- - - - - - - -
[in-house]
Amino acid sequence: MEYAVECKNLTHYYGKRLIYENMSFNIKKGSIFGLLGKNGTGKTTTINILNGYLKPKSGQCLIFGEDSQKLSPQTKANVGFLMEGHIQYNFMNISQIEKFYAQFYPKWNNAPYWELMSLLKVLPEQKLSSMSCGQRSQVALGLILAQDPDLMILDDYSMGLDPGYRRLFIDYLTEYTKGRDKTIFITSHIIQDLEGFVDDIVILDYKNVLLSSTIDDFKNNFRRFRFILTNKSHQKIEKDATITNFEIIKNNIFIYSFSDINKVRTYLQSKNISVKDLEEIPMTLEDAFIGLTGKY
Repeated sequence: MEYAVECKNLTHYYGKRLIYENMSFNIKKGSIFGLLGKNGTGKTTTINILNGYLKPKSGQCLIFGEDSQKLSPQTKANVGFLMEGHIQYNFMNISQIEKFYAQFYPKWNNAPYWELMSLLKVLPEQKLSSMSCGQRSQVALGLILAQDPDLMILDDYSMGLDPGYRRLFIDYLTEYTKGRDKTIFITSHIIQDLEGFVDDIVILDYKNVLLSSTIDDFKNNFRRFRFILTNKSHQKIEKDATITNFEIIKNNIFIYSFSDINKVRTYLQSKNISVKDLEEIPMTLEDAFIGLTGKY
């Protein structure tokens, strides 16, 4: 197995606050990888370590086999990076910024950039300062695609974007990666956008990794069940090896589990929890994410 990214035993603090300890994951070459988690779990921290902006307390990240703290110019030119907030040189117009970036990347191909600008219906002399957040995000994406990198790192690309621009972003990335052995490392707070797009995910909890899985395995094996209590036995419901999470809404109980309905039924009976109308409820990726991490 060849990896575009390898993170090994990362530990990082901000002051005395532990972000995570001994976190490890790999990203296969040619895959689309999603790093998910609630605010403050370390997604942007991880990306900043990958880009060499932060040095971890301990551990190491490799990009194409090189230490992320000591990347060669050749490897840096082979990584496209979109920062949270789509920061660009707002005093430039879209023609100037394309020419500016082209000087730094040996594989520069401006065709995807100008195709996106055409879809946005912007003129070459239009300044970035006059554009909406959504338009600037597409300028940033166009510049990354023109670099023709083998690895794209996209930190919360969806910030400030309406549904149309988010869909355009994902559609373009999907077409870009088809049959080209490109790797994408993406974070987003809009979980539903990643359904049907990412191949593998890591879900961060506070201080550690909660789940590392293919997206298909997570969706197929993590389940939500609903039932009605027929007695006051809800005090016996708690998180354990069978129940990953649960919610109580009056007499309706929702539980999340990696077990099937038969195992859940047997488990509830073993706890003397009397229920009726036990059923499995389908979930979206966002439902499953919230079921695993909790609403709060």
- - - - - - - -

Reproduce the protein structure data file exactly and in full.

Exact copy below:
[in-house]
Amino acid sequence: MEYAVECKNLTHYYGKRLIYENMSFNIKKGSIFGLLGKNGTGKTTTINILNGYLKPKSGQCLIFGEDSQKLSPQTKANVGFLMEGHIQYNFMNISQIEKFYAQFYPKWNNAPYWELMSLLKVLPEQKLSSMSCGQRSQVALGLILAQDPDLMILDDYSMGLDPGYRRLFIDYLTEYTKGRDKTIFITSHIIQDLEGFVDDIVILDYKNVLLSSTIDDFKNNFRRFRFILTNKSHQKIEKDATITNFEIIKNNIFIYSFSDINKVRTYLQSKNISVKDLEEIPMTLEDAFIGLTGKY
Repeated sequence: MEYAVECKNLTHYYGKRLIYENMSFNIKKGSIFGLLGKNGTGKTTTINILNGYLKPKSGQCLIFGEDSQKLSPQTKANVGFLMEGHIQYNFMNISQIEKFYAQFYPKWNNAPYWELMSLLKVLPEQKLSSMSCGQRSQVALGLILAQDPDLMILDDYSMGLDPGYRRLFIDYLTEYTKGRDKTIFITSHIIQDLEGFVDDIVILDYKNVLLSSTIDDFKNNFRRFRFILTNKSHQKIEKDATITNFEIIKNNIFIYSFSDINKVRTYLQSKNISVKDLEEIPMTLEDAFIGLTGKY
């Protein structure tokens, strides 16, 4: 197995606050990888370590086999990076910024950039300062695609974007990666956008990794069940090896589990929890994410 990214035993603090300890994951070459988690779990921290902006307390990240703290110019030119907030040189117009970036990347191909600008219906002399957040995000994406990198790192690309621009972003990335052995490392707070797009995910909890899985395995094996209590036995419901999470809404109980309905039924009976109308409820990726991490 060849990896575009390898993170090994990362530990990082901000002051005395532990972000995570001994976190490890790999990203296969040619895959689309999603790093998910609630605010403050370390997604942007991880990306900043990958880009060499932060040095971890301990551990190491490799990009194409090189230490992320000591990347060669050749490897840096082979990584496209979109920062949270789509920061660009707002005093430039879209023609100037394309020419500016082209000087730094040996594989520069401006065709995807100008195709996106055409879809946005912007003129070459239009300044970035006059554009909406959504338009600037597409300028940033166009510049990354023109670099023709083998690895794209996209930190919360969806910030400030309406549904149309988010869909355009994902559609373009999907077409870009088809049959080209490109790797994408993406974070987003809009979980539903990643359904049907990412191949593998890591879900961060506070201080550690909660789940590392293919997206298909997570969706197929993590389940939500609903039932009605027929007695006051809800005090016996708690998180354990069978129940990953649960919610109580009056007499309706929702539980999340990696077990099937038969195992859940047997488990509830073993706890003397009397229920009726036990059923499995389908979930979206966002439902499953919230079921695993909790609403709060």